Privacy management enrollment component 518 is an interface for applicants to delegate the management of privacy information to a privacy management provider. As previously described, the privacy management provider verifies the authenticity and authority of the applicant to engage in delegating this function over to the privacy management provider on behalf of a particular entity. In some cases, the applicant is the same as the entity and therefore is delegating management of the applicant's privacy information to the privacy management provider.

Privacy information access control component 520 determines how the privacy information for an entity should be disseminated. The privacy management provider uses these operations to generate a privacy transaction and then associate the privacy transaction with a score. The score provides a level of confidence as to the identity of the applicant and the risks associated with the particular submission. Depending on the scoring, the privacy information access control component 520 may grant access and use of privacy information, access only to the privacy information or deny all access and use of the privacy information. Privacy transaction scoring component 522 includes the routines and operations used to score a particular privacy transaction.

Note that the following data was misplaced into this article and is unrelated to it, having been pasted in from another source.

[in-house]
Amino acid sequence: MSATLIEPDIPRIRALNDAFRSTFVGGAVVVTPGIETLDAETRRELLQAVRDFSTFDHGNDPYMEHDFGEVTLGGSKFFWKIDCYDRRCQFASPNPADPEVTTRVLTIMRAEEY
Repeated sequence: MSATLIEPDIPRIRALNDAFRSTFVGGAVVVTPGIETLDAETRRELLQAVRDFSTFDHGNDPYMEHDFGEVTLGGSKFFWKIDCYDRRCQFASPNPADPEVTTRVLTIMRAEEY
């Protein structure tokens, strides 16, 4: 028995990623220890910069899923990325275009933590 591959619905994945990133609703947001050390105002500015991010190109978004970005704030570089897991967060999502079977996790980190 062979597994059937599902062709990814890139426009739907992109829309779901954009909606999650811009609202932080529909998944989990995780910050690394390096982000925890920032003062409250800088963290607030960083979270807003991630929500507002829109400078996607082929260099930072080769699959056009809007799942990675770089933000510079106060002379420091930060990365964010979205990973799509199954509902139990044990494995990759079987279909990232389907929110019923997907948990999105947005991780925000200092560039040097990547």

Implementations of the invention can be implemented in digital electronic circuitry, or in computer hardware, firmware, software, or in combinations of them. Apparatus of the invention can be implemented in a computer program product tangibly embodied in a machine-readable storage device for execution by a programmable processor; and method steps of the invention can be performed by a programmable processor executing a program of instructions to perform functions of the invention by operating on input data and generating output. The invention can be implemented advantageously in one or more computer programs that are executable on a programmable system including at least one programmable processor coupled to receive data and instructions from, and to transmit data and instructions to, a data storage system, at least one input device, and at least one output device. Each computer program can be implemented in a high-level procedural or object-oriented programming language, or in assembly or machine language if desired; and in any case, the language can be a compiled or interpreted language. Suitable processors include, by way of example, both general and special purpose microprocessors. Generally, a processor will receive instructions and data from a read-only memory and/or a random access memory. Generally, a computer will include one or more mass storage devices for storing data files; such devices include magnetic disks, such as internal hard disks and removable disks; magneto-optical disks; and optical disks. Storage devices suitable for tangibly embodying computer program instructions and data include all forms of non-volatile memory, including by way of example semiconductor memory devices, such as EPROM, EEPROM, and flash memory devices; magnetic disks such as internal hard disks and removable disks; magneto-optical disks; and CD-ROM disks. Any of the foregoing can be supplemented by, or incorporated in, ASICs.